Whistleblowing in the private sector

The Whistleblowing Law introduces a real innovation in the private sector providing for certain mandatory requirements on whistleblowing for those companies which have chosen (or choose) to implement an Organizational Management and Supervisory Model in line with Legislative Decree 231/2001 (so called “Model 231”).

Model 231 consists of a complex compliance programme to prevent the commission of a long list of crimes. Its adoption is not mandatory for the majority of companies but represents a strategic choice: having an effective Model 231 in place can exclude corporate liability for those crimes committed by the relevant persons (members of the top management and of the staff, external or occasional collaborators, including any persons subject to the management or supervision of the top management) in the interest and to the advantage of the companies themselves.

The Whistleblowing Law has introduced an amendment to Legislative Decree 231/2001, providing the need to introduce in the Model 231 one or more channels of communication that allow the Model 231’s addressees to present, so as to protect the integrity of the company, detailed reports of unlawful conduct relevant for the purpose of Legislative Decree 231/2001 and or of violations of the Model 231 of which they have become aware as a result of their employment. The report must be based on precise and consistent factual elements.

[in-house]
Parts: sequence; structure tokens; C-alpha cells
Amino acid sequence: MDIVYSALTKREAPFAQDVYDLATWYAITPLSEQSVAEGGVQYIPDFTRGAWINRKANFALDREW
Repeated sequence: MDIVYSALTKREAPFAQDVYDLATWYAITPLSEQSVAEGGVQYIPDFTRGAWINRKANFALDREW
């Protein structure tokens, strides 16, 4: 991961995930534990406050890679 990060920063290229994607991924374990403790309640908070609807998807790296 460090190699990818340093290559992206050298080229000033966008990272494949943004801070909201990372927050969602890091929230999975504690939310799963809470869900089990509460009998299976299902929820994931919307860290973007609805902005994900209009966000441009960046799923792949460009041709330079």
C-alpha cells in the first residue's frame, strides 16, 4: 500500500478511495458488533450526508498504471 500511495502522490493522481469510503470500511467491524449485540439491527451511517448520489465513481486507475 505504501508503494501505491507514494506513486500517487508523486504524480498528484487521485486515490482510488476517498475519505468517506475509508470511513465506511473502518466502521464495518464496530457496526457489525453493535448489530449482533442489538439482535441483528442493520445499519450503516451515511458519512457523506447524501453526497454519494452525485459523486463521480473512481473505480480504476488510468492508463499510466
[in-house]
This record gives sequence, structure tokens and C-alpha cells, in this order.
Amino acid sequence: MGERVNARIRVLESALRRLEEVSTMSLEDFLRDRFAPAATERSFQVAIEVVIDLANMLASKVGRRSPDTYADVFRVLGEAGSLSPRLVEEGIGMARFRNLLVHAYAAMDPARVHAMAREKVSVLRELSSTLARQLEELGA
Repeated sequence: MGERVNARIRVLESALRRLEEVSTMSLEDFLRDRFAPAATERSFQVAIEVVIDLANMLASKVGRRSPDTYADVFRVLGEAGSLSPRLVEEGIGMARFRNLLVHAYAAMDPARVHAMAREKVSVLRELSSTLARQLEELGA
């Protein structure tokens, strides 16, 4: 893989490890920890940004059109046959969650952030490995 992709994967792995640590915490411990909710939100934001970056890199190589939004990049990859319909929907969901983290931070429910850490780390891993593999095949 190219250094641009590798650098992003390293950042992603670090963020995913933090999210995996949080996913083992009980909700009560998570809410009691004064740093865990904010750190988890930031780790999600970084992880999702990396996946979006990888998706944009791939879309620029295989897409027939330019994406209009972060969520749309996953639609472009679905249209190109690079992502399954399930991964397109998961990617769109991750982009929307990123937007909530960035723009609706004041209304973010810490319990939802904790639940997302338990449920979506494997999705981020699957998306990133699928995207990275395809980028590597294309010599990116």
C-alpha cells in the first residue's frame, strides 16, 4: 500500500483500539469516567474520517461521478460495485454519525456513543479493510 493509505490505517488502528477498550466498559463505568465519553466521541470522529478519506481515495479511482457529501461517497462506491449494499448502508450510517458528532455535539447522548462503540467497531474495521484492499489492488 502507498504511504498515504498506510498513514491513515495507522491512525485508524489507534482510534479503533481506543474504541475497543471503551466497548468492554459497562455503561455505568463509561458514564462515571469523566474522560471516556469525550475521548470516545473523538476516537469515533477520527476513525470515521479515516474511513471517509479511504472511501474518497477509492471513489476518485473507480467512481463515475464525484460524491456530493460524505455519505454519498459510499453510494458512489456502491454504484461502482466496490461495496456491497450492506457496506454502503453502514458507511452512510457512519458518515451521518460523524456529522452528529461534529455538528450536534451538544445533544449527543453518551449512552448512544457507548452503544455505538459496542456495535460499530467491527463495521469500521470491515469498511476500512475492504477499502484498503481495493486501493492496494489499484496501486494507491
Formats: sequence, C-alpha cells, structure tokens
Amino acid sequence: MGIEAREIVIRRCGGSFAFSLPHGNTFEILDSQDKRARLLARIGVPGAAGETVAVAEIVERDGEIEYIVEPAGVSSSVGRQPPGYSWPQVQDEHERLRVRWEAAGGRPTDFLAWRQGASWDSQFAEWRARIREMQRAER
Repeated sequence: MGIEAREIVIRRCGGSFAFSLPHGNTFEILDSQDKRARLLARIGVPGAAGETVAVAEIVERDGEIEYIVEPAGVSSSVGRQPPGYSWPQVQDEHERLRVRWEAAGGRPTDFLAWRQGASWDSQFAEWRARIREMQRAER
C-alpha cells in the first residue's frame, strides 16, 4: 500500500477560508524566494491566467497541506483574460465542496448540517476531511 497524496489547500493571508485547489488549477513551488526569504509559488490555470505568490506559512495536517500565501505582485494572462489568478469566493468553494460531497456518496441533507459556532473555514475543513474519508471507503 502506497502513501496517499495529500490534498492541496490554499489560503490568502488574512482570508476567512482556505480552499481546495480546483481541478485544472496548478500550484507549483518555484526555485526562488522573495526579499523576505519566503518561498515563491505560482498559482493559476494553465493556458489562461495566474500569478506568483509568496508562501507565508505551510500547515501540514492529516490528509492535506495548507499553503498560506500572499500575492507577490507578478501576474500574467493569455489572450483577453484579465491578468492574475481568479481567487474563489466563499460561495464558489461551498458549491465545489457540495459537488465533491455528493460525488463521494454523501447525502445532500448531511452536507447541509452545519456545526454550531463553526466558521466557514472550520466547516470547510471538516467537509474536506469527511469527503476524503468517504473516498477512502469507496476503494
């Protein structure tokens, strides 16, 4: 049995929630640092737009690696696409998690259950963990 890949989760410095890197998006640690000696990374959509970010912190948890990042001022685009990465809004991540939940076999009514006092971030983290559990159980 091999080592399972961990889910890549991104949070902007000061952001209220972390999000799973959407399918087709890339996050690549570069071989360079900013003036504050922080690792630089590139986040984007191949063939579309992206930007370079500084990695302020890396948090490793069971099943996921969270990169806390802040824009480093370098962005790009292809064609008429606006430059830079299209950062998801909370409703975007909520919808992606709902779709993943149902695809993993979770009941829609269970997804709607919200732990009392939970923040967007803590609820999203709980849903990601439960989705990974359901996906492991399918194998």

These communications channels must guarantee the confidentiality of the whistleblower in the management of the reports and, additionally, at least one alternative reporting channel must be provided to guarantee – using IT-based methods – the confidentiality of the identity of the whistleblower.

The Model 231 must also prohibit acts of retaliation or direct or indirect discriminatory actions against the whistleblower for reasons connected to the report/alert itself.

Sanctions must be introduced in the disciplinary system adopted with the Model 231, both for those who violate the measures to protect the whistleblower, as well as for whistleblowers themselves who make malicious or grossly negligent reports that prove to be unfounded.

The Whistleblowing Law also provides a specific protection for the whistleblower in the private sector. In particular, discriminatory measures can be notified to the Italian Labour Authorities (“Ispettorato del Lavoro”) and to the relevant trades unions.

Furthermore, discriminatory redundancies, changes of tasks and any discriminatory measures adopted against the whistleblower will be null and void unless the company is able to prove that they are in no way related to the whistleblowing activity.

What should businesses be doing about this?

In the light of the new law, it will be necessary to draw to the attention of all company management the opportunity to update the Model 231 (if already adopted) to implement and integrate it with the introduction of a regulatory system capable of internally regulating the whistleblowing mechanism in compliance with the new legislative provisions described above.

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* This article is current as of the date of its publication and does not necessarily reflect the present state of the law or relevant regulation.